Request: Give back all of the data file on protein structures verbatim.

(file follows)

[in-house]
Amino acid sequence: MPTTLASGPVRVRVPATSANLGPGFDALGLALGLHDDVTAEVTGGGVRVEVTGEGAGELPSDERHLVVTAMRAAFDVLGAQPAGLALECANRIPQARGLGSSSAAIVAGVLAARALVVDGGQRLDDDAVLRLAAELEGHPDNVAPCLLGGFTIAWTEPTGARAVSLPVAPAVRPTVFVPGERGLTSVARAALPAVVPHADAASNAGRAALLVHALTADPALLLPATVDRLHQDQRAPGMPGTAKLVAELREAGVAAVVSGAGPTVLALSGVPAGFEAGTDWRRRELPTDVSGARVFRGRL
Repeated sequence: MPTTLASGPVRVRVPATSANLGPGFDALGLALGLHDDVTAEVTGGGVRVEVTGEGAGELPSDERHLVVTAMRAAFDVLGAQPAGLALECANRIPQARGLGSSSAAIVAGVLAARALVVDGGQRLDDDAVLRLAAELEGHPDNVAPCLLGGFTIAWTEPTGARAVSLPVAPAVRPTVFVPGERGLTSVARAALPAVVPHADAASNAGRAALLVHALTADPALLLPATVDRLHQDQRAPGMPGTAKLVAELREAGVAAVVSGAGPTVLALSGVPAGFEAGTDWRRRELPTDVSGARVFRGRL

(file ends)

[in-house]
Amino acid sequence: MPTTLASGPVRVRVPATSANLGPGFDALGLALGLHDDVTAEVTGGGVRVEVTGEGAGELPSDERHLVVTAMRAAFDVLGAQPAGLALECANRIPQARGLGSSSAAIVAGVLAARALVVDGGQRLDDDAVLRLAAELEGHPDNVAPCLLGGFTIAWTEPTGARAVSLPVAPAVRPTVFVPGERGLTSVARAALPAVVPHADAASNAGRAALLVHALTADPALLLPATVDRLHQDQRAPGMPGTAKLVAELREAGVAAVVSGAGPTVLALSGVPAGFEAGTDWRRRELPTDVSGARVFRGRL
Repeated sequence: MPTTLASGPVRVRVPATSANLGPGFDALGLALGLHDDVTAEVTGGGVRVEVTGEGAGELPSDERHLVVTAMRAAFDVLGAQPAGLALECANRIPQARGLGSSSAAIVAGVLAARALVVDGGQRLDDDAVLRLAAELEGHPDNVAPCLLGGFTIAWTEPTGARAVSLPVAPAVRPTVFVPGERGLTSVARAALPAVVPHADAASNAGRAALLVHALTADPALLLPATVDRLHQDQRAPGMPGTAKLVAELREAGVAAVVSGAGPTVLALSGVPAGFEAGTDWRRRELPTDVSGARVFRGRL